The next time you’re eating “brunch” with a “spork,” you should stop for a moment and thank Lewis Carroll. (Perhaps you should then explore the idea of no longer brunching, especially if you frequent places providing sporks as utensils.) Carroll, one of Steve’s personal literary lions, introduced the idea of such “portmanteau words” in Through the Looking Glass, his sequel to Alice’s Adventures in Wonderland.
Portmanteaus are everywhere these days, from “Brangelina” to “breathalyzer” to “bromance.” (While we’re not particularly conversant with tabloids, we’re fairly sure that particular word string has ever appeared before now. That’s a copyright notice, Daily Mail.) Steve, who enjoys catchy and novel words, is particularly fond of portmanteaus—a trait that tripped him up as he searched for more of an idea of where the word “garbure” came from.
Steve’s confusion started in our own cookbooks. According to Paula Wolfort, the stew of cabbage, beans and confit was named by Curnonsky (“the so-called Prince of Gastronomes”) as one of the four great regional dishes of France (the others being choucroute, bouillabaisse and cassoulet). However, Wolfert goes on in The Cooking of Southwest France to admit that, while she sees the dish as “the very symbol of Béarnais cookery,” it is “eaten widely in Gascony, the Landes and the Pays Basque, too.” In Bistro Cooking, Patricia Wells insinuates that the Basques are the the genuine garburistes, but mostly focuses on her feeling that “garbure is such a heavy word, that it conjures up the idea of loathsome, fatty fare.” On the Internet, the origin of the word is unclear, with Wikipedia (which is infallible!) asserting it derives from the use of the term garb to describe sheaves of grain while others say it stems from a word for bundle of herbs or stew. “Stew” seems a quite likely candidate, as garbure is yet another mix of slow-cooked stuff that gets better the longer you let it sit around. The “sheaves” idea gains credibility from a French tradition calling for using a fork to “pitch” cabbage, beans and other solids into your (to the French, barnlike) mouth, saving the broth to mix with the last of your red wine for a final slurp.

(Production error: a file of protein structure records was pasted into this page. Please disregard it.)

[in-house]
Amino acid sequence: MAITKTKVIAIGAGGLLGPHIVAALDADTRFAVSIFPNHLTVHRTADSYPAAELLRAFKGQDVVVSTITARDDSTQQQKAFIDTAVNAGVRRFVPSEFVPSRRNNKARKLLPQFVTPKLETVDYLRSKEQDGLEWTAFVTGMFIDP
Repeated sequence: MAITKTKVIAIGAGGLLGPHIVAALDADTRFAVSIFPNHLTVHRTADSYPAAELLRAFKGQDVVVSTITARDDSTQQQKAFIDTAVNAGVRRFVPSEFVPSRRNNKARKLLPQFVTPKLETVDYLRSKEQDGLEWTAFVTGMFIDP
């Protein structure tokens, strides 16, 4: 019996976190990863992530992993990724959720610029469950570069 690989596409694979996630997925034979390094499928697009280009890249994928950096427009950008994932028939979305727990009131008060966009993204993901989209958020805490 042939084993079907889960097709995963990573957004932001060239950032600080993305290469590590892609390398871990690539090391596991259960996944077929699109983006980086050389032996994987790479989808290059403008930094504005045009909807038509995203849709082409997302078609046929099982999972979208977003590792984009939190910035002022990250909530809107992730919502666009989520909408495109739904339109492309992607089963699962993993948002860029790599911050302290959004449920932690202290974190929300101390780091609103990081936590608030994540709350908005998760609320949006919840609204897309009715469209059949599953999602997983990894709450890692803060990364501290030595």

Whichever origin story you choose, we like the taste of the version we’ve blended together from several sources. Our garbure is good because it has surprising layers of flavor, from rich confit to bland beans and continuing on to salty, thick-cut prosciutto. Yours, with your own twists, could be equally as good, and your guess as to the origin of “garbure” has to be better than Steve’s. He’s still chasing the idea that the concept of stew can be found by combing the root for garbage (“giblets of a fowl, waste parts of an animal”) and a Latin suffix denoting an act or result. As Charles Dodgson might say, Steve really needs to chillax about this stuff.
GARBURE (Duck, Bean and Cabbage Stew)
- 1-1/2 c. dried white beans
- 1 TB duck fat or neutral oil
- 1 onion, chopped
- 3 oz. prosciutto or other air-cured ham, diced
- Whites of 3 or 4 leeks or green garlic, cut into thin rounds
- 8-10 garlic cloves, chopped
- 2 quarts duck or chicken or pork stock
- Bouquet garni of parsley, bay leaves and thyme sprigs
- 4 carrots, peeled and cut into rounds
- 2 ribs celery, cut into half moon shapes
- 1 lb. potatoes and/or turnips, peeled and cubed
- 1/2 of a cabbage, coarsely chopped
- 2 duck confit legs, crisped in a skillet
- Piment d’Espalette or smoked paprika, to taste
Rinse beans and place in a saucepan. Add water to cover. Bring to a boil over high heat. Remove pan from heat, cover and let sit for about half an hour. Drain beans and discard cooking liquid.
Sauté onions in duck fat in a soup pot. After a few minutes, add ham, leeks and garlic. Stir occasionally onion is softened but not browned.
Add stock, bouquet garni, beans, carrots and celery. Season lightly with salt. Simmer, covered, for about 45 minutes.
Add potatoes and/or turnips and cabbage. Cook until vegetables and beans are tender, about 30 minutes more.
While stew is cooking, remove meat from duck legs and shred. Add meat (along with the crisped skin) to stew in the final minutes of cooking.
Season to taste with additional salt, Piment d’Espalette or smoked paprika and pepper.